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St. Patrick's School teacher dies after long illness

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Students and staff at St. Patrick's Catholic School held a prayer service Monday to honor the memory of teacher Claire Ihle, who died on Saturday.

Ihle, 54, died of complications from a strep infection she contracted last fall as a result of an infected tooth. The infection led to surgery and treatment at United Hospital. Ihle spent several months at Bethesda Rehabilitation Center in St. Paul and moved to Christian Community Home in Hudson in late December. Ihle was able to communicate with her family and friends and occasionally returned to her home for visits. Over the first part of this year she improved to the point where she was able to walk with a walker and feed and dress herself.

In April, Ihle returned to Bethesda for more intensive therapy in preparation for her eventual move home. Her husband, David, was planning on taking an early retirement to care for his wife.

However, Ihle suffered a setback and returned to United in early May and had several more surgeries. According to her husband, Ihle's surgeon said the strain on her after months of treatment proved to be too much.

"She simply had no reserve left to fight back this time. She died peacefully. We were all with her," said David.

Ihle is survived by her husband and children, Joshua and Amanda, a granddaughter, Jordan, and her mother, Margaret Hady of Waunakee. She is also survived by 13 siblings.

Teaching was her passion

Ihle taught fifth grade at St. Patrick's for 10 years, and David said it was her passion. "She always looked for the best in people, but especially her students, and she worked hard to bring that out in each of them."

St. Patrick's colleague Cheryl Forester said Ihle had a special connection with her students. "She took a special interest in each of her students and always gave them her individual attention," said Forester. "She was creative and energetic and just had a sparkle in her eye."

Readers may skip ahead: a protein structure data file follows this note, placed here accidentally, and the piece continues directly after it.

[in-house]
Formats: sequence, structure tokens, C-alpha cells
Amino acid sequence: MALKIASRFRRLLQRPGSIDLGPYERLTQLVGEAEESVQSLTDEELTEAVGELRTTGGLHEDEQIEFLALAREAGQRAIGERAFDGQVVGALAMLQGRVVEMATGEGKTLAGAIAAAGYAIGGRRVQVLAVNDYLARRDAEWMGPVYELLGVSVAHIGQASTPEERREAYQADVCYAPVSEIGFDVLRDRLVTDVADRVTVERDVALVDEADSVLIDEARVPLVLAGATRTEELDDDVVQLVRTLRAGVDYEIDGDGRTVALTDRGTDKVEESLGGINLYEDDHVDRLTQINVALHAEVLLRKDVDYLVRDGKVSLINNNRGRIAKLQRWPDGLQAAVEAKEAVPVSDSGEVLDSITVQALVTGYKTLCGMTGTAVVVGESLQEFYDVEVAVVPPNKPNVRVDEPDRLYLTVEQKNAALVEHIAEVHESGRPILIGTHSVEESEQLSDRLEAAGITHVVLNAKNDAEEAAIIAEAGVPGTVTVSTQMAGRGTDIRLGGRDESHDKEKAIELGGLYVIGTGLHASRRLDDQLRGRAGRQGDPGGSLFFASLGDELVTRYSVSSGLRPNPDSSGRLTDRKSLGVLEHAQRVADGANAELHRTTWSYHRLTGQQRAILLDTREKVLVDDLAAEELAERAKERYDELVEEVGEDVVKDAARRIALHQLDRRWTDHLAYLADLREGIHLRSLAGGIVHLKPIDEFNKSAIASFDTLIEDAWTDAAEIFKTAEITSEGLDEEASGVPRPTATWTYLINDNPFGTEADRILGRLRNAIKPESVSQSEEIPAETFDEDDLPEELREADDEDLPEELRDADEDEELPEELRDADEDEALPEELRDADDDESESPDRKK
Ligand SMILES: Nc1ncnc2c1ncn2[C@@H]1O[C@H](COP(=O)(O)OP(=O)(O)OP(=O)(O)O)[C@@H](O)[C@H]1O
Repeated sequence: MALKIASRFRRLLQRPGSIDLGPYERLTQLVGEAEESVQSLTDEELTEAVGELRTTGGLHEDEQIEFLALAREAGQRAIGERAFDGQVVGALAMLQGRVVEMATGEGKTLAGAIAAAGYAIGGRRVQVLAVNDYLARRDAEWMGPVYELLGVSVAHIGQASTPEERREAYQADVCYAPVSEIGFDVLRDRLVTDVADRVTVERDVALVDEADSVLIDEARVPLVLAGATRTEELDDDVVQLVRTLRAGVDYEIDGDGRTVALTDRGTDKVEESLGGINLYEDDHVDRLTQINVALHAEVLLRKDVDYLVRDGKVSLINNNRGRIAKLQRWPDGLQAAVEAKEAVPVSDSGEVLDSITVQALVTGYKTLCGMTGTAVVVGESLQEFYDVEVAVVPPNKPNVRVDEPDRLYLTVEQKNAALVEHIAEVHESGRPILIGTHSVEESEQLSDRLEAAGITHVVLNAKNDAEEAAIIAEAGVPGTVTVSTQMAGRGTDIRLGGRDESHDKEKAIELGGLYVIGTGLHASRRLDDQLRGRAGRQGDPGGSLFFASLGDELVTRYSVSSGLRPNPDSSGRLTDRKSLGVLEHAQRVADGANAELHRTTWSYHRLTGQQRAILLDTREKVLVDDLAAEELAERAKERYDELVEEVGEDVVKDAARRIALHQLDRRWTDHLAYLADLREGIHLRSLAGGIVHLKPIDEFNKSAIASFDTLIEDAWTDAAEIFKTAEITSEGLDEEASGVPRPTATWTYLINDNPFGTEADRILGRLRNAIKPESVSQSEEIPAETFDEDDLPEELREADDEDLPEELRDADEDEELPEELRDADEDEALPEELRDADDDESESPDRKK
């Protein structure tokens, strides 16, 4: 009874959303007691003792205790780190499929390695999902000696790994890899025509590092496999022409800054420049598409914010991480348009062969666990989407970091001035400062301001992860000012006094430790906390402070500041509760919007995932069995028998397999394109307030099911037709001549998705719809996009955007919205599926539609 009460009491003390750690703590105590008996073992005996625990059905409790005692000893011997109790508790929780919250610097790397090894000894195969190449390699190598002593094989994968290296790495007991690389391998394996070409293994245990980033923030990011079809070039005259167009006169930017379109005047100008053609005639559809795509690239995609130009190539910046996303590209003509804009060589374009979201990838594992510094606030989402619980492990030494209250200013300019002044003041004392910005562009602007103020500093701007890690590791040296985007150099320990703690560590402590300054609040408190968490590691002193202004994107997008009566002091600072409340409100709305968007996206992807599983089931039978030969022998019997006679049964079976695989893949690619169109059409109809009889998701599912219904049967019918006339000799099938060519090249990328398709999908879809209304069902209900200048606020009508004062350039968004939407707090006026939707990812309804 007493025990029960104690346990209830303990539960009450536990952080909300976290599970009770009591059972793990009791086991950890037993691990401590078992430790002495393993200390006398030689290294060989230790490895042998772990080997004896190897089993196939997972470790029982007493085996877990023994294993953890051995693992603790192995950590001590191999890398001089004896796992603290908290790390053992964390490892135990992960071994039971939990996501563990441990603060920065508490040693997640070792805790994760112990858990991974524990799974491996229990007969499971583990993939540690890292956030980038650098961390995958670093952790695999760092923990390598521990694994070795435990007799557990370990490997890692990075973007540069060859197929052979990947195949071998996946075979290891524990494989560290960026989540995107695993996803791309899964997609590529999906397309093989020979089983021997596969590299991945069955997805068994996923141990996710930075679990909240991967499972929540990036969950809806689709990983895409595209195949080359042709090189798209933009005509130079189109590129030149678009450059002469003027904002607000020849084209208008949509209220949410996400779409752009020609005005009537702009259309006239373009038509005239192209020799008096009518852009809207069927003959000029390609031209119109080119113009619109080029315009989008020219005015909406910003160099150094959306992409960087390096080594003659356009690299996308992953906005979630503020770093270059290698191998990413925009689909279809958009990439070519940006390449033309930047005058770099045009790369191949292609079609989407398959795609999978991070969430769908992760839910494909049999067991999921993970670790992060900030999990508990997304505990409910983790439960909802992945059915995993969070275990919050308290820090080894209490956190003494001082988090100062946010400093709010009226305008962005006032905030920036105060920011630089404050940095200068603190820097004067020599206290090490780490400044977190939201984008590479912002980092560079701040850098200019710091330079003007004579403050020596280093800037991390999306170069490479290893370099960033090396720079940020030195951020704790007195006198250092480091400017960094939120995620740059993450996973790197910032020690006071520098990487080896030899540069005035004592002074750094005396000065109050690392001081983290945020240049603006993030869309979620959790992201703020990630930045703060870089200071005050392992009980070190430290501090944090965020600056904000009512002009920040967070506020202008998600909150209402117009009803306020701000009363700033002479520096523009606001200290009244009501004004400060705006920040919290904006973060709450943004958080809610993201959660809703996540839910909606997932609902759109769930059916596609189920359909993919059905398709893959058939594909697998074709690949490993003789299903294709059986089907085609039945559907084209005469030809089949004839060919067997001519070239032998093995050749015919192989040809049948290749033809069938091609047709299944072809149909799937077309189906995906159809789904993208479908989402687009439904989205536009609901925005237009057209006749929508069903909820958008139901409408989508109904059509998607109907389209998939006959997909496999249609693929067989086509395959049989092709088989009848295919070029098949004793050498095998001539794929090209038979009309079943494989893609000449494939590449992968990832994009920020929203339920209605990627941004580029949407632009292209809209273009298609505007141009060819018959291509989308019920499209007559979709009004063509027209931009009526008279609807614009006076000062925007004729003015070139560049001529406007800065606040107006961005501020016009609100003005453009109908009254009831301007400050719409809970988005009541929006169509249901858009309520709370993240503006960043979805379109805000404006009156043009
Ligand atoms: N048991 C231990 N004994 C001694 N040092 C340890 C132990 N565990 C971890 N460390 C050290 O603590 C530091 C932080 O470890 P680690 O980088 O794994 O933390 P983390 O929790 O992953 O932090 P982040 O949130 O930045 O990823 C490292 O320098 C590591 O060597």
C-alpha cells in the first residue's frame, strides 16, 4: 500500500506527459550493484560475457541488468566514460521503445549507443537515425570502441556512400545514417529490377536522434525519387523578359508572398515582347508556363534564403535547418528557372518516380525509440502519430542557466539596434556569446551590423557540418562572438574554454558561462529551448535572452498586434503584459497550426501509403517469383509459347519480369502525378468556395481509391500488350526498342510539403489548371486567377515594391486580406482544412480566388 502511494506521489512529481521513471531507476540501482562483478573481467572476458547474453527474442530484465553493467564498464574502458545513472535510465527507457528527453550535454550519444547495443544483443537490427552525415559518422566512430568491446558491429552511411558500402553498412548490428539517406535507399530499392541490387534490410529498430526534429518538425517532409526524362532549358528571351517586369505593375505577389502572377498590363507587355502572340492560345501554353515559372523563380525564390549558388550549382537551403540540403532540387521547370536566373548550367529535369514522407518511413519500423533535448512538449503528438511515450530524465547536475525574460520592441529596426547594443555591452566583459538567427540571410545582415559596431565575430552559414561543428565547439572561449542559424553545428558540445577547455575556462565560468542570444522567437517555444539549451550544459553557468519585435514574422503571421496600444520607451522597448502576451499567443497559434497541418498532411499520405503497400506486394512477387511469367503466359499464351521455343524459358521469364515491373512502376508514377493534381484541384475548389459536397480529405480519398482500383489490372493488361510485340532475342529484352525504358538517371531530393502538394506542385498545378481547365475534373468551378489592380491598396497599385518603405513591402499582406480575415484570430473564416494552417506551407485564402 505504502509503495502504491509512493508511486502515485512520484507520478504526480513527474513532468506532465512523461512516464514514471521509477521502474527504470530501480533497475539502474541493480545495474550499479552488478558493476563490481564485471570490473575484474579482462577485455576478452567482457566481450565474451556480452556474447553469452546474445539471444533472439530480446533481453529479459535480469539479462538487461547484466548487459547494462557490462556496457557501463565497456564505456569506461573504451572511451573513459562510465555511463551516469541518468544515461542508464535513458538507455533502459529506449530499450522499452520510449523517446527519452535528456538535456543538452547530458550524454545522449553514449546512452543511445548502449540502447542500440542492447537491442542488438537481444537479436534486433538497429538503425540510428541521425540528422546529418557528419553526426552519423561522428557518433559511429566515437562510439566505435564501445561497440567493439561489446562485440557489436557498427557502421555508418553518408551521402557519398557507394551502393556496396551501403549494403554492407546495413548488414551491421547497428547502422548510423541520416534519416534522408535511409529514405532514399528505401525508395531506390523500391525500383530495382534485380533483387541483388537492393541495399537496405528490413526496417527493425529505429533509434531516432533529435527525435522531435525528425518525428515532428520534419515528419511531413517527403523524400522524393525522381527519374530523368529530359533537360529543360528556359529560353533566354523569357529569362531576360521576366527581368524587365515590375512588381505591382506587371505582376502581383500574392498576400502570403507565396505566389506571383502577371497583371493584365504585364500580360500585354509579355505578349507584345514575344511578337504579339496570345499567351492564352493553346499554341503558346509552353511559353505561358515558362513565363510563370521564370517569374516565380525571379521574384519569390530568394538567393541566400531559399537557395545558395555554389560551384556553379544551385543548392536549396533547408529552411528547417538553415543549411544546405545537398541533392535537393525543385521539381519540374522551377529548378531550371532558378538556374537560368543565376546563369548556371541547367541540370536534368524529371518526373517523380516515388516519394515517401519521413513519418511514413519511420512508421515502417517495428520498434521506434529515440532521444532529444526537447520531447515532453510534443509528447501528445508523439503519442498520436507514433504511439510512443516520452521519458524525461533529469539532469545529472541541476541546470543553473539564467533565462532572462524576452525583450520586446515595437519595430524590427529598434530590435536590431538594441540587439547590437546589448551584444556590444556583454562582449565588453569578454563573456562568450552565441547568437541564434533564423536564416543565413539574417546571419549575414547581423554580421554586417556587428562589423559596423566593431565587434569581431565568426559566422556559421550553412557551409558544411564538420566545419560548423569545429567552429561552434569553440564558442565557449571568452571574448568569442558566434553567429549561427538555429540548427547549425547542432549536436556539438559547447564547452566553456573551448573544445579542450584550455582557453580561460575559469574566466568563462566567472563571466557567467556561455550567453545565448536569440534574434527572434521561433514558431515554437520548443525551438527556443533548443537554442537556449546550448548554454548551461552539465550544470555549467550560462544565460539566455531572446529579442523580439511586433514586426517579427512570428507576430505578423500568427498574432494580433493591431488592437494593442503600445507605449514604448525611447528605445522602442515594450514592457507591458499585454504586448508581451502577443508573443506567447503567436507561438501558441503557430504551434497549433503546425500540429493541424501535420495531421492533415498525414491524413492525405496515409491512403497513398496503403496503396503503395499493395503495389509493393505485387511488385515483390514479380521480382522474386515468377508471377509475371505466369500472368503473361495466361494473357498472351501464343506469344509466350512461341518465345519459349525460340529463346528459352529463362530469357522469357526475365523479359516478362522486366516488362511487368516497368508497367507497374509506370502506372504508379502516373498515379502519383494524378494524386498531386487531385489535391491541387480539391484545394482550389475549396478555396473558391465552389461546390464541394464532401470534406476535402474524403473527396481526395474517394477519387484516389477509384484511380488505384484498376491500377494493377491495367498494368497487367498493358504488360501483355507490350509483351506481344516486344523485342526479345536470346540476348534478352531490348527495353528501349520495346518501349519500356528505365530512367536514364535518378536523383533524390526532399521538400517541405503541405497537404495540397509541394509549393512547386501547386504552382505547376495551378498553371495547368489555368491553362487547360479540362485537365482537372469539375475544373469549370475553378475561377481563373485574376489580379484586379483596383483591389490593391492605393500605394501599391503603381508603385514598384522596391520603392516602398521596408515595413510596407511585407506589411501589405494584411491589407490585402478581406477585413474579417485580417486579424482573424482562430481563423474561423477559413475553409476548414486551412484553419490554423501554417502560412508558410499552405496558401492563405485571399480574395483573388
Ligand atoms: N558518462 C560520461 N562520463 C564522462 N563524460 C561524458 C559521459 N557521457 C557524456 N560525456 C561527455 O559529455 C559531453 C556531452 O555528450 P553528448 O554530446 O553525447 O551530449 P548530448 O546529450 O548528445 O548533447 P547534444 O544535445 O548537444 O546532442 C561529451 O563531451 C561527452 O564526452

David said she always looked for unique and inventive ways to engage her students. One year when they accomplished a fund-raising goal, the students were rewarded by seeing their teacher eat cake using no hands. "She did that one more than once. She loved what she did and she loved them."

Forester said Ihle always called on everyone around her, both students and co-workers, to excellence. "She expected the very best from everyone around her and she accepted no sub-standard work. She was just a neat, neat person and she is going to be missed. She added something special to our staff."

Staff and students from the school will participate in services for Ihle. According to David, students will act as servers at the Mass, and teachers will be Eucharistic ministers. Former students will sing. Friends of her daughter, Amanda, who attends Marquette University, will also attend the services along with Marquette's choral director.

Ihle's co-workers at St. Patrick's have put together a vignette of her life as a teacher, which will be on display at the visitation.

David Ihle believes it was his wife's energetic approach to life that helped her through her nine-month struggle. "Throughout this entire challenge, Claire never complained, not once. She was so amazing."

Upon her arrival at CCH back in December, she was evaluated by a social worker to determine her capabilities. One of the things she was asked to do was write a sentence, which David said was very difficult for her. But what she wrote, he says, amazed him then and is a comfort to him now. She wrote: "I'm sitting in a railroad station with a ticket to an unknown destination."

Visitation is Thursday, June 9 starting at 4 p.m. at O'Connell Family Funeral Home with a prayer service scheduled for 7 p.m. The funeral is Friday at 11 a.m. at St. Patrick's Catholic Church.

Memorials can be made to a scholarship fund in Ihle's name that has been established at the school. Her complete obituary appears on page 21A, and will also be posted online.

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Meg Heaton
Meg Heaton has been a reporter with the Hudson Star Observer since 1990. She has a bachelor’s degree in anthropology and Native American Studies from the University of Wisconsin-Eau Claire.
(715) 808-8604
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